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Palmer Woods Forest Reserve

Palmer Woods Forest Reserve at a Glance

Features: birding, challenging terrain, uphill climbs, deer exclosures, groomed cross country ski trails, guided tours, hiking, moderate terrain, some hills

Acreage: 707

Year Preserved: 2016

Trail Mileage: 4 miles and growing

Trail Difficulty: moderate to difficult

Trail Map
Guided Hikes
Staffers Becky Hill and Emily Douglas kick up their heels at Palmer Woods

Staffers Becky Hill and Emily Douglas kick up their heels at Palmer Woods

707 Acres–Our Largest Natural Area!

Palmer Woods offers miles of hiking, cross-country skiing or snowshoeing through rolling hills and traditional northern hardwood forest. it’s a great place to spend a day during any season.The Forest Reserve’s  contiguous hardwood forest stretches over 2 miles north to south. It is located just over a mile from Big Glen Lake and just beyond the bluff that marks the western edge of Miller Hill. The trail system here is a work in progress; more trails will be created over time.

About the Trails

There are two main options. Both can be accessed from the kiosk on Wheeler Road. The 1.8-mile “Loop Trail” is a bit more challenging than the “Price Valley Trail.”

The “Price Valley Trail” is 1.7 miles long (one way) ending at Darwin Road, a seasonal road that is not plowed. This is a flatter trail with a gradual ascent toward Darwin Road.

Info For Cross-Country  Skiers

If you are a cross-country skier, both trails are considered to be easy with intermediate sections along the way. All the trails are very wide with no hair-pin turns. The wide trails are groomed with corduroy for skate skiers and also feature one set of tracks laid for classic skiers. If you are snowshoeing, please stay OFF the classic tracks.

New this winter: groomed cross-country ski trails! Click her to learn more:


Please have patience as we work to mark more trails over the coming months. We strongly encourage you to stay on trails we have already marked. Also, please be aware that cell phone service is spotty to non-existent at Palmer Woods. We hope you enjoy this spectacular new Leelanau Conservancy property!


See Google Map above. Palmer Woods is located in Cleveland Twp. off of M-22 on Wheeler Road. From M-22, turn south onto Wheeler Road (the only way you can turn), and go about 3 miles. Look for signs on your right.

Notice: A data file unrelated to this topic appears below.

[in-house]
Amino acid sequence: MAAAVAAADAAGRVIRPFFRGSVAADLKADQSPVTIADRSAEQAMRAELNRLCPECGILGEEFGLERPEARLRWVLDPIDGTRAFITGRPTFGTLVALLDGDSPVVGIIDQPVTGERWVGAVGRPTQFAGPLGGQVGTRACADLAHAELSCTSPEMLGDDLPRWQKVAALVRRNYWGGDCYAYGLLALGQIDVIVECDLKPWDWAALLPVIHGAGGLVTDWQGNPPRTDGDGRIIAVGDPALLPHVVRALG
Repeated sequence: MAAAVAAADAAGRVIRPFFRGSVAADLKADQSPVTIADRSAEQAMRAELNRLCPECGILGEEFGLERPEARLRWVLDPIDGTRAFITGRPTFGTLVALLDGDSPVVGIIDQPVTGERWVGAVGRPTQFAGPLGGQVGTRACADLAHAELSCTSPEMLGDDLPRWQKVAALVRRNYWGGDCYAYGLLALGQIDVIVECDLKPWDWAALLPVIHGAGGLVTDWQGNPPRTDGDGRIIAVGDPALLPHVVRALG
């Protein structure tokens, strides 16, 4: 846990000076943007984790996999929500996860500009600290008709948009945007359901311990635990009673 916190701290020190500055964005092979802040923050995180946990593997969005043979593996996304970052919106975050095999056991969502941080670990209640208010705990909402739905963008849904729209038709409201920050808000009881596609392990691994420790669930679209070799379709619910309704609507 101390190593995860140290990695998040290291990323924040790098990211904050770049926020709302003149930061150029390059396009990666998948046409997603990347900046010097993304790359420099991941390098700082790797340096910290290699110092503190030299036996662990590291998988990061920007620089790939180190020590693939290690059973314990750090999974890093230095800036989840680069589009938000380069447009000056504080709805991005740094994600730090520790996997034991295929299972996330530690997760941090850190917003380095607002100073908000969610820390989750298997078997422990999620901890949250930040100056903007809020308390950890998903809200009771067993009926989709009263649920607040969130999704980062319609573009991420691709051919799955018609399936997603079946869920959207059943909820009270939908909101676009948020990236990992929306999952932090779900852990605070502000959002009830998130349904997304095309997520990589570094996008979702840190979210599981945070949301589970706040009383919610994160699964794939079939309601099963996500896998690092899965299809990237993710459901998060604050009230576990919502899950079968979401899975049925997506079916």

Helping to Keep Glen Lake Pristine

The majority of groundwater that recharges Glen Lake flows from the eastern side of the watershed, where Palmer Woods is located. Protecting upland forests and wetlands is the best way to ensure the clean water of one of Michigan’s most beautiful lakes.

Preserving Wildlife Habitat

Palmer Woods provides a beautiful and wild home for native mammals and birds that require large, unbroken expanses of forest cover for nesting habitat. Protecting the land preserves an important conservation corridor.

Protecting an Intact Northern Hardwood Forest

Northern hardwood forests are under attack by disease, pests, invasive species and climate change. By acquiring Palmer Woods, the Conservancy has the unique opportunity to manage a large, healthy, intact forest in Leelanau and fight back against the challenges facing our native forests. The Conservancy will be able to experiment with and implement timber management prescriptions that promote forest health and native species diversity, ensuring that generations to come can explore a great and historic Northern Michigan forest.

Notice the Deer Exclosures

There are two areas on the property along the Price Valley Trail that are enclosed to keep deer out. The 8-foot-tall fencing encloses two 2 plots totaling about 35 acres (small mammals can still come and go). Deer exclosures will:

Delve Deeper

Forestry Work at Palmer Woods: What’s Ahead–Dec. 2016

Trails Groomed for X-C Skiers at Palmer Woods!–Dec. 21, 2016’s Interview with Director Tom Nelson about the Vision for Palmer Woods–March 2016

Moving Forward on Palmer Woods–November 2015

A Family’s Legacy: A Story about Dr. Dan and Helen Palmer–July 2015

Video about Palmer Woods Project–May 2015